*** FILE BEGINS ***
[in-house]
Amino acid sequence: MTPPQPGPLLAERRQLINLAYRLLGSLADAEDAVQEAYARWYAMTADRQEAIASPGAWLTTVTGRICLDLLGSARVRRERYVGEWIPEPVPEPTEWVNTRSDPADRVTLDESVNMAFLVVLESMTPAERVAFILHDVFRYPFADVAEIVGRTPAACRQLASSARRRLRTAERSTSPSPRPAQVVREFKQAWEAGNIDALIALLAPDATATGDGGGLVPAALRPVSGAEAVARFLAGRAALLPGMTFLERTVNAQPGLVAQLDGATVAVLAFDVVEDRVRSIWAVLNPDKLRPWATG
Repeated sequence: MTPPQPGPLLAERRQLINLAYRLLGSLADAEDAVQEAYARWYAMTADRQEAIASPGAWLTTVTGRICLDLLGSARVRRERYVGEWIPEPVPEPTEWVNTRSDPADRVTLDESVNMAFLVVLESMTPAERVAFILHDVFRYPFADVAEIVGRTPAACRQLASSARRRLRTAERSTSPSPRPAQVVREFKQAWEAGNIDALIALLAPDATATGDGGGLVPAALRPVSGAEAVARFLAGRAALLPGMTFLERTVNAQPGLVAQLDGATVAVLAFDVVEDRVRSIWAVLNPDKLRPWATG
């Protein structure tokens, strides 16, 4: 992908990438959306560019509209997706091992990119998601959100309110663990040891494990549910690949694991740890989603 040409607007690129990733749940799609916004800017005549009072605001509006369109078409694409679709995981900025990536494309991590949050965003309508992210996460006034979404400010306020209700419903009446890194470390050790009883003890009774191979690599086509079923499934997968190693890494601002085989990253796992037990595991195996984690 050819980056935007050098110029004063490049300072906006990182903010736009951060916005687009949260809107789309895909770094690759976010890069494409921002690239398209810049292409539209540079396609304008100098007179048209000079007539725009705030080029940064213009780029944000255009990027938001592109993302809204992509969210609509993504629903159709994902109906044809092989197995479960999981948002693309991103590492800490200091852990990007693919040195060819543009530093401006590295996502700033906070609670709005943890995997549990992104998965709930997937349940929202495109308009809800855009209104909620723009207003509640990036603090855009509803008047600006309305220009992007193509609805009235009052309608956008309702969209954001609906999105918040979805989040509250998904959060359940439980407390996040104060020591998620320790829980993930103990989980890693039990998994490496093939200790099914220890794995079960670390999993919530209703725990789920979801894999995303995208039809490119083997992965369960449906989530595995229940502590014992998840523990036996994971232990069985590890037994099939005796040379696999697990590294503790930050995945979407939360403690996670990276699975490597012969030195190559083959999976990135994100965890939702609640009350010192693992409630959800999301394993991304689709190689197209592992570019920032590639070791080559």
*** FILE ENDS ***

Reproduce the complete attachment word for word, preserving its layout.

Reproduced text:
[in-house]
Amino acid sequence: MTPPQPGPLLAERRQLINLAYRLLGSLADAEDAVQEAYARWYAMTADRQEAIASPGAWLTTVTGRICLDLLGSARVRRERYVGEWIPEPVPEPTEWVNTRSDPADRVTLDESVNMAFLVVLESMTPAERVAFILHDVFRYPFADVAEIVGRTPAACRQLASSARRRLRTAERSTSPSPRPAQVVREFKQAWEAGNIDALIALLAPDATATGDGGGLVPAALRPVSGAEAVARFLAGRAALLPGMTFLERTVNAQPGLVAQLDGATVAVLAFDVVEDRVRSIWAVLNPDKLRPWATG
Repeated sequence: MTPPQPGPLLAERRQLINLAYRLLGSLADAEDAVQEAYARWYAMTADRQEAIASPGAWLTTVTGRICLDLLGSARVRRERYVGEWIPEPVPEPTEWVNTRSDPADRVTLDESVNMAFLVVLESMTPAERVAFILHDVFRYPFADVAEIVGRTPAACRQLASSARRRLRTAERSTSPSPRPAQVVREFKQAWEAGNIDALIALLAPDATATGDGGGLVPAALRPVSGAEAVARFLAGRAALLPGMTFLERTVNAQPGLVAQLDGATVAVLAFDVVEDRVRSIWAVLNPDKLRPWATG
């Protein structure tokens, strides 16, 4: 992908990438959306560019509209997706091992990119998601959100309110663990040891494990549910690949694991740890989603 040409607007690129990733749940799609916004800017005549009072605001509006369109078409694409679709995981900025990536494309991590949050965003309508992210996460006034979404400010306020209700419903009446890194470390050790009883003890009774191979690599086509079923499934997968190693890494601002085989990253796992037990595991195996984690 050819980056935007050098110029004063490049300072906006990182903010736009951060916005687009949260809107789309895909770094690759976010890069494409921002690239398209810049292409539209540079396609304008100098007179048209000079007539725009705030080029940064213009780029944000255009990027938001592109993302809204992509969210609509993504629903159709994902109906044809092989197995479960999981948002693309991103590492800490200091852990990007693919040195060819543009530093401006590295996502700033906070609670709005943890995997549990992104998965709930997937349940929202495109308009809800855009209104909620723009207003509640990036603090855009509803008047600006309305220009992007193509609805009235009052309608956008309702969209954001609906999105918040979805989040509250998904959060359940439980407390996040104060020591998620320790829980993930103990989980890693039990998994490496093939200790099914220890794995079960670390999993919530209703725990789920979801894999995303995208039809490119083997992965369960449906989530595995229940502590014992998840523990036996994971232990069985590890037994099939005796040379696999697990590294503790930050995945979407939360403690996670990276699975490597012969030195190559083959999976990135994100965890939702609640009350010192693992409630959800999301394993991304689709190689197209592992570019920032590639070791080559």